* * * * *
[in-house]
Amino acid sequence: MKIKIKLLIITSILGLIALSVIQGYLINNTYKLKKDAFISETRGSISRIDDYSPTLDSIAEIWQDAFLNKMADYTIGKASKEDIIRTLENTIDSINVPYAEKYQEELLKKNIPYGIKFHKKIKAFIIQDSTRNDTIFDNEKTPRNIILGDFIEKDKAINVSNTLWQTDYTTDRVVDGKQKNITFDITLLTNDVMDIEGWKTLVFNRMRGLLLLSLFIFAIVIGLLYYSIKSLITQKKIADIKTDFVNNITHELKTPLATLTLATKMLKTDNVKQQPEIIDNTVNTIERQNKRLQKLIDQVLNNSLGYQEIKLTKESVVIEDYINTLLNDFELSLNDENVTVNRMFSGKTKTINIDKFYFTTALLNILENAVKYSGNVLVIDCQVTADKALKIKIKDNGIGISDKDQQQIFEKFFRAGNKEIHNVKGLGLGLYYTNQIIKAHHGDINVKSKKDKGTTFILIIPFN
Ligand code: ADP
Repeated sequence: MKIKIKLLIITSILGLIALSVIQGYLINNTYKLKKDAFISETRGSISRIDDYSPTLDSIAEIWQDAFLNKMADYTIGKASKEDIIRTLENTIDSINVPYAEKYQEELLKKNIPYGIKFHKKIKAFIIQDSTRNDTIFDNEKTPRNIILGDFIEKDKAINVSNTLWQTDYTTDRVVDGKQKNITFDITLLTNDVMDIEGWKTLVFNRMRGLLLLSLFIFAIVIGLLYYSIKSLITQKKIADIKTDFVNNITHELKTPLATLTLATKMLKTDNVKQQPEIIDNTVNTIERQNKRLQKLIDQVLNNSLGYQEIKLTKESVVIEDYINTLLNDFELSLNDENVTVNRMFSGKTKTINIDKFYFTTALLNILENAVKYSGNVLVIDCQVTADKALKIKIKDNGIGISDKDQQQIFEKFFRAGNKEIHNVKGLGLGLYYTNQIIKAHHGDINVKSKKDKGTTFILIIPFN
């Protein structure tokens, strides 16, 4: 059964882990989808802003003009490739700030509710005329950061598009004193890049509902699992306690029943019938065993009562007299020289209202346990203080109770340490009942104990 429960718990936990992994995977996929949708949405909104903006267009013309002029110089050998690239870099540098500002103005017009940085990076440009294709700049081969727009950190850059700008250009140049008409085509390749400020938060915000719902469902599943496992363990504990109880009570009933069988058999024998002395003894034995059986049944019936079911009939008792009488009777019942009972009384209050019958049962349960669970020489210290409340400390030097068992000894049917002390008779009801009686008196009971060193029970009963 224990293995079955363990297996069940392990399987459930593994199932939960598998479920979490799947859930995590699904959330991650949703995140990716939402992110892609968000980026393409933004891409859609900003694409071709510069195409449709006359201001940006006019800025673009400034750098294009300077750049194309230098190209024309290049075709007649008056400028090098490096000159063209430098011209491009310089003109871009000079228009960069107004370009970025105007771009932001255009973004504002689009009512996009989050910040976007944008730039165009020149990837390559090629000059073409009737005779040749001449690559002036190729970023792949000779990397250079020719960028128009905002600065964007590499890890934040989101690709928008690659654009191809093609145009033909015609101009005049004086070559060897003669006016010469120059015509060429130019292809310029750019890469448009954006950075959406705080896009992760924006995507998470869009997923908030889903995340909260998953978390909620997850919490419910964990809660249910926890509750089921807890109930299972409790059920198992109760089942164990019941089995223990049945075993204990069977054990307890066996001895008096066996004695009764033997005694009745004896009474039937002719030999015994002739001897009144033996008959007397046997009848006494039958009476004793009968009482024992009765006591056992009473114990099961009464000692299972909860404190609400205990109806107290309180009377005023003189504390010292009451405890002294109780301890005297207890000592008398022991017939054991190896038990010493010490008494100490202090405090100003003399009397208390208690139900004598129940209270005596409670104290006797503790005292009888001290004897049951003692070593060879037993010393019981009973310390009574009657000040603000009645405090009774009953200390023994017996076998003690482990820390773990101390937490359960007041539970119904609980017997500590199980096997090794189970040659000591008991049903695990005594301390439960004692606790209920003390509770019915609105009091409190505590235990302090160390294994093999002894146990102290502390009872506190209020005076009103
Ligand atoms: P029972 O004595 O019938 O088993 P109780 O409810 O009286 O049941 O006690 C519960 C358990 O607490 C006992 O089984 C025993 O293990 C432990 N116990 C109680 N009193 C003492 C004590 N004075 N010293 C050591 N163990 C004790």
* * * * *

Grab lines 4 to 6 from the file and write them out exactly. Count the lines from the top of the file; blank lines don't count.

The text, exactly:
Repeated sequence: MKIKIKLLIITSILGLIALSVIQGYLINNTYKLKKDAFISETRGSISRIDDYSPTLDSIAEIWQDAFLNKMADYTIGKASKEDIIRTLENTIDSINVPYAEKYQEELLKKNIPYGIKFHKKIKAFIIQDSTRNDTIFDNEKTPRNIILGDFIEKDKAINVSNTLWQTDYTTDRVVDGKQKNITFDITLLTNDVMDIEGWKTLVFNRMRGLLLLSLFIFAIVIGLLYYSIKSLITQKKIADIKTDFVNNITHELKTPLATLTLATKMLKTDNVKQQPEIIDNTVNTIERQNKRLQKLIDQVLNNSLGYQEIKLTKESVVIEDYINTLLNDFELSLNDENVTVNRMFSGKTKTINIDKFYFTTALLNILENAVKYSGNVLVIDCQVTADKALKIKIKDNGIGISDKDQQQIFEKFFRAGNKEIHNVKGLGLGLYYTNQIIKAHHGDINVKSKKDKGTTFILIIPFN
């Protein structure tokens, strides 16, 4: 059964882990989808802003003009490739700030509710005329950061598009004193890049509902699992306690029943019938065993009562007299020289209202346990203080109770340490009942104990 429960718990936990992994995977996929949708949405909104903006267009013309002029110089050998690239870099540098500002103005017009940085990076440009294709700049081969727009950190850059700008250009140049008409085509390749400020938060915000719902469902599943496992363990504990109880009570009933069988058999024998002395003894034995059986049944019936079911009939008792009488009777019942009972009384209050019958049962349960669970020489210290409340400390030097068992000894049917002390008779009801009686008196009971060193029970009963 224990293995079955363990297996069940392990399987459930593994199932939960598998479920979490799947859930995590699904959330991650949703995140990716939402992110892609968000980026393409933004891409859609900003694409071709510069195409449709006359201001940006006019800025673009400034750098294009300077750049194309230098190209024309290049075709007649008056400028090098490096000159063209430098011209491009310089003109871009000079228009960069107004370009970025105007771009932001255009973004504002689009009512996009989050910040976007944008730039165009020149990837390559090629000059073409009737005779040749001449690559002036190729970023792949000779990397250079020719960028128009905002600065964007590499890890934040989101690709928008690659654009191809093609145009033909015609101009005049004086070559060897003669006016010469120059015509060429130019292809310029750019890469448009954006950075959406705080896009992760924006995507998470869009997923908030889903995340909260998953978390909620997850919490419910964990809660249910926890509750089921807890109930299972409790059920198992109760089942164990019941089995223990049945075993204990069977054990307890066996001895008096066996004695009764033997005694009745004896009474039937002719030999015994002739001897009144033996008959007397046997009848006494039958009476004793009968009482024992009765006591056992009473114990099961009464000692299972909860404190609400205990109806107290309180009377005023003189504390010292009451405890002294109780301890005297207890000592008398022991017939054991190896038990010493010490008494100490202090405090100003003399009397208390208690139900004598129940209270005596409670104290006797503790005292009888001290004897049951003692070593060879037993010393019981009973310390009574009657000040603000009645405090009774009953200390023994017996076998003690482990820390773990101390937490359960007041539970119904609980017997500590199980096997090794189970040659000591008991049903695990005594301390439960004692606790209920003390509770019915609105009091409190505590235990302090160390294994093999002894146990102290502390009872506190209020005076009103
Ligand atoms: P029972 O004595 O019938 O088993 P109780 O409810 O009286 O049941 O006690 C519960 C358990 O607490 C006992 O089984 C025993 O293990 C432990 N116990 C109680 N009193 C003492 C004590 N004075 N010293 C050591 N163990 C004790």